Dr. Thomas completed a B.S. in Biochemistry at the University of N.H. During the next four years at MIT he contributed to experiments which led to the first successful in vitro assembly of a bacterial virus from purified components. He discovered that proteins previously identified as being required only for genome injection into the host, were in fact catalytic for assembly in vitro and produced viral particles indistinguishable from those formed in vivo. This led to his PhD studies in Biophysics at Brandeis University. His thesis project involved the structural analysis of the bacterial flagellar rotary motor. The discovery of multiple rotational symmetries within single motors and the clear mismatch in symmetry between the rotor and fixed proton channels which powered the motor advanced the hypothesis that symmetry mismatch is an important property of biological motors. Symmetry mismatch minimizes the number of strong subunit interactions which would present barriers to motion be it rotation or stepping.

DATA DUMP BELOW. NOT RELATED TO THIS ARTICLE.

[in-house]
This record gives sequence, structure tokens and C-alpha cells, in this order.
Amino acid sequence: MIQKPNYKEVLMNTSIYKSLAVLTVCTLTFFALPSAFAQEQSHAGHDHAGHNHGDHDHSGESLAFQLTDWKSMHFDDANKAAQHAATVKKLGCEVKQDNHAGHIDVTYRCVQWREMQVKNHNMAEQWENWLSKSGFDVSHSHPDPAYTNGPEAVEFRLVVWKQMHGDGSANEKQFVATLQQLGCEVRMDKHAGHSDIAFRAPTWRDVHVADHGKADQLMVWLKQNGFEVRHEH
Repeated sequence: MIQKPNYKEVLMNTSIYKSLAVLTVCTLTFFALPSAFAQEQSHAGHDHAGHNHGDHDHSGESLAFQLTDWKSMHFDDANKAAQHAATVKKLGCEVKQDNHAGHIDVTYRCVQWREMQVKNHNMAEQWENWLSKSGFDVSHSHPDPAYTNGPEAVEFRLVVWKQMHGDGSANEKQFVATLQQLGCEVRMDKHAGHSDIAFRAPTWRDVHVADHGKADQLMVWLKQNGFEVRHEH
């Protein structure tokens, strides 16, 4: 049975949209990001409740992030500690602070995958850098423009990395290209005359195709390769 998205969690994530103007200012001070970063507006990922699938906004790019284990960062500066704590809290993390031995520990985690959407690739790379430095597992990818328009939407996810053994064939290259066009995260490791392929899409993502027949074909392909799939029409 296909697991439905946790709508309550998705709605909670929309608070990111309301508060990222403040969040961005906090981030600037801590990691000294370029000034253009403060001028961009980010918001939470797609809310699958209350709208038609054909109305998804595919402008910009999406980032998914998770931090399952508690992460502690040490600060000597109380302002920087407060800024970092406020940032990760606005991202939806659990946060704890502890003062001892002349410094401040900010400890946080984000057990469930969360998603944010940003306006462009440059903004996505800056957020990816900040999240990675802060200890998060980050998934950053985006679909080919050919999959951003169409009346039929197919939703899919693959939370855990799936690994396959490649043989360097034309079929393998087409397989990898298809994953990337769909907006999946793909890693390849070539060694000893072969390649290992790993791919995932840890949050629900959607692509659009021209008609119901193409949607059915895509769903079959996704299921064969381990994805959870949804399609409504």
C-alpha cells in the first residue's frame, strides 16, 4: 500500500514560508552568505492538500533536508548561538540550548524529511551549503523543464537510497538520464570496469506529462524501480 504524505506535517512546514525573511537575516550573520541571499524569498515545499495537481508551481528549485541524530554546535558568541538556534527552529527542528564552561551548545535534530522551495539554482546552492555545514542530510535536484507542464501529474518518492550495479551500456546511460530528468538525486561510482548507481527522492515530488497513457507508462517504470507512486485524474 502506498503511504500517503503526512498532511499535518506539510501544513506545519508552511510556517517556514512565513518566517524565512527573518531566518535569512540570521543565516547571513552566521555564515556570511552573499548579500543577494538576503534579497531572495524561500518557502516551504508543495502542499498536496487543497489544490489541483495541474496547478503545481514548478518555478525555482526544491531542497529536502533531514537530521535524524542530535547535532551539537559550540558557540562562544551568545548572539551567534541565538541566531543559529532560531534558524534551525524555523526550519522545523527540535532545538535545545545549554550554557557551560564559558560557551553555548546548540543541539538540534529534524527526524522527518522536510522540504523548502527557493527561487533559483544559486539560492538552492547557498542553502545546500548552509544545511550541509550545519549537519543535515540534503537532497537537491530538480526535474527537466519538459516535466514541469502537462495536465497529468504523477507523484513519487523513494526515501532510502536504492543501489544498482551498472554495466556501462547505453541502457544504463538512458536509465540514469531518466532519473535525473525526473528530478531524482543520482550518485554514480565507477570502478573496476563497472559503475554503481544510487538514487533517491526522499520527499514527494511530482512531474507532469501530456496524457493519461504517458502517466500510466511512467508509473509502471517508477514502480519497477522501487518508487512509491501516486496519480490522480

Most of his career has been spent in Germany first as post-doc at EMBL in Heidelberg, studying the assembly and organization of HIV and Tick Bourne Encephalitis. Later as a senior scientist at the Max Planck Institute for Biochemistry he worked on structural determination of Insulin-like growth factor I receptor, an important anti-cancer target, mitochondrial membrane proteins and circadian rhythm complexes. An expert in Cryoelectron microscopy and image processing. He has presented at numerous international meetings, regularly acted as a reviewer and editor, and has a great deal of experience editing articles, grants and theses written by non-native English speakers. He is also experienced in translation of scientific documents from German to English. Biochemistry, virology, electron microscopy, image processing, structural biology, microbiology, and the assembly of macromolecular complexes are his main areas of expertise.
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